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How to call a Web Service from client-side JavaScript using ASP.Net AJAX

Published 18.08.2007. Last updated 09.09.2007

Introduction

ASP.Net AJAX framework provides us with an easy and elegant way to consume Web Services from client-side JavaScript code. In fact it is even easier to write a simple AJAX enabled Web Service and connect to it from client-side JavaScript then it is to write an article like this one.
In this article I have tried to collect some of my experiences which I hope can be useful for you to get started with using ASP.Net AJAX technology in general and ASP.Net AJAX enabled Web Services in particular.

Background

For some time ago I was looking for a possibility to dynamically update some parts of my page without refreshing the rest of it. In fact I only needed to update some small text fields on my page. Apart from this text my page had a lot of graphics on it and it was a bit irritating for users to watch the whole page flashing while those text fields were updated. So I had to avoid refreshing the graphics on the page while updating my text data. ASP.Net AJAX technology has shown to be perfect choice for this purpose.
It is possible to use different AJAX techniques to achieve this kind of behaviour, for example: partial page updates, page methods and Web Service calls. In this article I will try to cover the Web Service approach.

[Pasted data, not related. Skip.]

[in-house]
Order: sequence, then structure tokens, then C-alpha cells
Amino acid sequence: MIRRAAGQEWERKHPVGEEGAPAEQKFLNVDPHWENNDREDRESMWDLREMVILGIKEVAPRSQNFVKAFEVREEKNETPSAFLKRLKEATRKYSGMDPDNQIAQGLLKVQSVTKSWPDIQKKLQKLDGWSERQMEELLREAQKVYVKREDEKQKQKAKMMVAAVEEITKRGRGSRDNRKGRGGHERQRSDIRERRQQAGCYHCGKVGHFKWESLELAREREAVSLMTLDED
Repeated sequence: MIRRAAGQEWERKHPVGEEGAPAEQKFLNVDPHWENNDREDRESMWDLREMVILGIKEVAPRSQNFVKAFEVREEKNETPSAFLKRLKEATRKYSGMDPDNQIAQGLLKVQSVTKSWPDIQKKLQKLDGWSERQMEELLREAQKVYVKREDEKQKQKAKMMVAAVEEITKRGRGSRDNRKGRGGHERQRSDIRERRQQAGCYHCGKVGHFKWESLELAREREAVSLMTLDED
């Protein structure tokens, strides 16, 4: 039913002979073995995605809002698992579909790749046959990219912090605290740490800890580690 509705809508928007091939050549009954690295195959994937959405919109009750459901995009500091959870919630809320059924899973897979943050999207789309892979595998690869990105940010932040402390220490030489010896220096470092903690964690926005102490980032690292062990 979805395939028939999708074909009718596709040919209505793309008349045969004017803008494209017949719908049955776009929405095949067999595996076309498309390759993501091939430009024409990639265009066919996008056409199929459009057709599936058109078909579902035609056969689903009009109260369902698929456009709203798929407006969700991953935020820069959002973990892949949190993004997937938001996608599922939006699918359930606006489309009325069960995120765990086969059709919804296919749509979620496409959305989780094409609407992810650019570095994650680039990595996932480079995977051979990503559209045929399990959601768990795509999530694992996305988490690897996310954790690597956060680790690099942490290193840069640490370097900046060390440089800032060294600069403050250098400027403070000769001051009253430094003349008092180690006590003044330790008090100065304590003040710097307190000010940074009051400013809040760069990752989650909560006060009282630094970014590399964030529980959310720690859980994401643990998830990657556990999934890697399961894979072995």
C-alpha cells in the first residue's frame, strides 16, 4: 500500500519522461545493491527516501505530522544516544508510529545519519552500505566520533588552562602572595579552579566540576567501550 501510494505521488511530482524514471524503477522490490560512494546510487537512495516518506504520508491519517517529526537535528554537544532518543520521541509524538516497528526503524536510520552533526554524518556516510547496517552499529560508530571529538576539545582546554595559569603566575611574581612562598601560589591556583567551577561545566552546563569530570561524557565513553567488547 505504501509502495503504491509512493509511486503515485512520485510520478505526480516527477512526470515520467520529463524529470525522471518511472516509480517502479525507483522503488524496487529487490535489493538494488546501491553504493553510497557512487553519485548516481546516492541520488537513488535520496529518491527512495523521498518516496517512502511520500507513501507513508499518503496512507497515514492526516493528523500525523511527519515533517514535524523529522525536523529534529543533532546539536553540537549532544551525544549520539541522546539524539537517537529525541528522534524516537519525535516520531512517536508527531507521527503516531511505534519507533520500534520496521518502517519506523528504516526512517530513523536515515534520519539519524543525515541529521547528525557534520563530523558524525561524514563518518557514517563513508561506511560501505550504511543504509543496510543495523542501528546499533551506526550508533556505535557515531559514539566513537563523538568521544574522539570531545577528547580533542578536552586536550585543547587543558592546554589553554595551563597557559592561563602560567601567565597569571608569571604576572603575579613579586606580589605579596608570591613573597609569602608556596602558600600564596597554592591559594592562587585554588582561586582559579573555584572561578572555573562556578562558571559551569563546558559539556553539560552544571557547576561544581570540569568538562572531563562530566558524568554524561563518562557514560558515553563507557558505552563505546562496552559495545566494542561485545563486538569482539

Installing ASP.Net AJAX

Whell, first of all to get started you will have to install the ASP.Net AJAX framework. You can do the first step by visiting AJAX: The Official Microsoft ASP.NET 2.0 Site. There you can find links and pretty good instructions on how to install and get started with ASP.Net AJAX. I was using ASP.Net AJAX version 1.0 while writing this article.

Creating AJAX enabled Web Service

Lets us assume that you managed to install the ASP.Net AJAX framework. So we can start with creating new AJAX ebabled Web Application:

Add new AJAX enabled Web Application

What we need now is the AJAX enabled Web Service. Let us add new Web Service called MySampleService to the project:

Add new Web Service to the project

In order to AJAX enable it we will have to add the following attribute to the Web Service declaration part:

[System.Web.Script.Services.ScriptService()].

When this is done our Web Service is ready to respond to client-side JavaScript calls.
One more thing has to be done here: we need the Web Method that we will call from client-side JavaScript. Let us define it like this:
[WebMethod]
public string GetServerResponse(string callerName)
{
	if(callerName== string.Empty)
		throw new Exception("Web Service Exception: invalid argument");

	return string.Format("Service responded to {0} at {1}", callerName, DateTime.Now.ToString());
}
	

Configuring ASP.Net Application

ASP.Net applications web.config file also has to be modified in order to enable Web Service calls from client-side JavaScript code.

This modification is though made for you by Microsoft Visual Studio 2005 if you are using ASP.Net AJAX template. Here is the example of what can be inserted into httpHandles section of your web.config file:

<configuration>
	...
	<system.web>
		...
		<httpHandlers>
			<remove verb="*" path="*.asmx"/>
			<add verb="*" path="*.asmx" validate="false" type="System.Web.Script.Services.ScriptHandlerFactory, 
					System.Web.Extensions, Version=1.0.61025.0, Culture=neutral, PublicKeyToken=31bf3856ad364e35"/>
			...
		</httpHandlers>